Monoprint "Blue Jay 2" by Maureen

Monoprint “Blue Jay 2” by Maureen

We used really good quality cotton rag paper soaked for a few minutes in water, then pressed dry. Then we ran our printing plates through the small press with the paper on top.

Monoprint by Adia

Monoprint by Adia

Here are some of the different drypoint monoprints we made. You can see that one etching plate is used to make many different designs. That’s why they are called mono prints.

 

Okay, so the next week we made two other kinds of printing plates.

No boring stuff in these kids creativity sessions!

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This time we didn’t scratch the designs into the plates. The first type of plate we made was a collagraph printing plate. You make these by gluing different things to a heavy cardboard surface to create textures. Then we coated the plates (objects and all) with a sealer and waited for them to be totally dry. The sealer keeps the ink from soaking into the cardboard and other objects we used to create out designs. Some kids used corrugated cardboard, stencils, grid fabric and paper cutouts to cover their cardboard almost totally with textures. Other kids left a lot of empty space on their cardboard plates and just made marks on them with ink and different tools such as their fingers, cotton swabs, brushes and rags.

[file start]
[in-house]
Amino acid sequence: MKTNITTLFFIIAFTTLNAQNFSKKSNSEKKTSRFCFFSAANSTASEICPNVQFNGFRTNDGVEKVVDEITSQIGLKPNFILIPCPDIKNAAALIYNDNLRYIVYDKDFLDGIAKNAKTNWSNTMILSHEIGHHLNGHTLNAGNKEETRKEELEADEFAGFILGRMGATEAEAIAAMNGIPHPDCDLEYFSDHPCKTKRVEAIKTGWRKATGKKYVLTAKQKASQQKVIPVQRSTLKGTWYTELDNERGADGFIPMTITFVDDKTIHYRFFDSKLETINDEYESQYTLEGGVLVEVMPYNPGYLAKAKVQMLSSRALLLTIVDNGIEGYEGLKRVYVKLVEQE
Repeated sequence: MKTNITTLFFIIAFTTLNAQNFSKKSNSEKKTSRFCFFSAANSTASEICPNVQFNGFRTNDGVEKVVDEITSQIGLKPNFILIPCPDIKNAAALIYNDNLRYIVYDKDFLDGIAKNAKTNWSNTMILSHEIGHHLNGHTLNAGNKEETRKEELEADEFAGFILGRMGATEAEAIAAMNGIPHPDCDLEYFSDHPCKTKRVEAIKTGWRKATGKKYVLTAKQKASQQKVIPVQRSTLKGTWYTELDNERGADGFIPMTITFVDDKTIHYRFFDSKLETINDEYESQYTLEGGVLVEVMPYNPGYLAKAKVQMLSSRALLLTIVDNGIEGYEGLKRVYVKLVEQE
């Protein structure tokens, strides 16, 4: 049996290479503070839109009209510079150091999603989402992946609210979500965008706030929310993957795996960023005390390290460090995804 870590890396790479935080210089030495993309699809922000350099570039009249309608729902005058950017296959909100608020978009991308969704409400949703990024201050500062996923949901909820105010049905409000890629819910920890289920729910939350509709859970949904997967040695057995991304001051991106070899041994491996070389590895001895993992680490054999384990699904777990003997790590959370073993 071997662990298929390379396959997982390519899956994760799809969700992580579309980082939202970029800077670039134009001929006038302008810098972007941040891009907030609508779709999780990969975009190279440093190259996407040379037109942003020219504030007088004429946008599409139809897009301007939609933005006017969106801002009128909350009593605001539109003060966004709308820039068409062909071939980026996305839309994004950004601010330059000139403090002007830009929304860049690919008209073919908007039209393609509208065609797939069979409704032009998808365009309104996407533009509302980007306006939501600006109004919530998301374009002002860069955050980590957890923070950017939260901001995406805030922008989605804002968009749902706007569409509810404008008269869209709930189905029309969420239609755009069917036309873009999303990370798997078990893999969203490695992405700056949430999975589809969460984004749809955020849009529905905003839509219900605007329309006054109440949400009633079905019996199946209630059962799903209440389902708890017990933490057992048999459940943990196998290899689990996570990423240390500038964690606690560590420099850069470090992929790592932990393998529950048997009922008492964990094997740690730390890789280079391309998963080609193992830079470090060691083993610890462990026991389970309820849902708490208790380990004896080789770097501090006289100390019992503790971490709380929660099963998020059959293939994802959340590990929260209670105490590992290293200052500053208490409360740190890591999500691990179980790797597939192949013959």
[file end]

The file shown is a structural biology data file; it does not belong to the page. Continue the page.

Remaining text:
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Monoprint by Lily

Monoprint by Silas

Monoprint by Silas

We tried using corn meal sprinkled onto area where we had painted glue. This worked pretty well to make a very different texture. In the blue monoprint (below) made by Jasmine, you can see the cornmeal in the sky. She wanted to show flower pollen blowing in the wind. In the black and white monoprint (above) by Silas, you can see very lightly sprinkled cornmeal made a cool texture near the top of his composition.

Monoprint by Jasmine

Monoprint by Jasmine

The other kind of plate we made the second week was plexiglass with hot wax applied to it by brushing and dripping. Then we carved designs into the wax with tools. The wax was easier to draw into than last week when we had to scratch with sharp tools into the hard plexiglass. We inked up the wax plates and ran them through the press with paper. Those came out kinda cool. Here are some examples of the waxed monoprints:

We hope you enjoyed seeing the results of our hard work and fun play in Maureen’s art classes. Most of these prints will be framed and on display in October when we have our 2nd Annual Young Voices art exhibit at 1+1=1 Gallery in Helena. Watch for news about that show! We’re all excited about it.

~ The Artful Kids of Kids Creativity Seshes

Threads of Continuity

IMG_1259Every time I begin working on a new series, I have mixed feelings. Being held by what I’ve already started mixed with being impelled by what I want to do next. Melancholy mixed with excitement. Curiosity mixed with worry. Delight mixed with feeling vulnerable.  Do you ever feel that way when you start something new?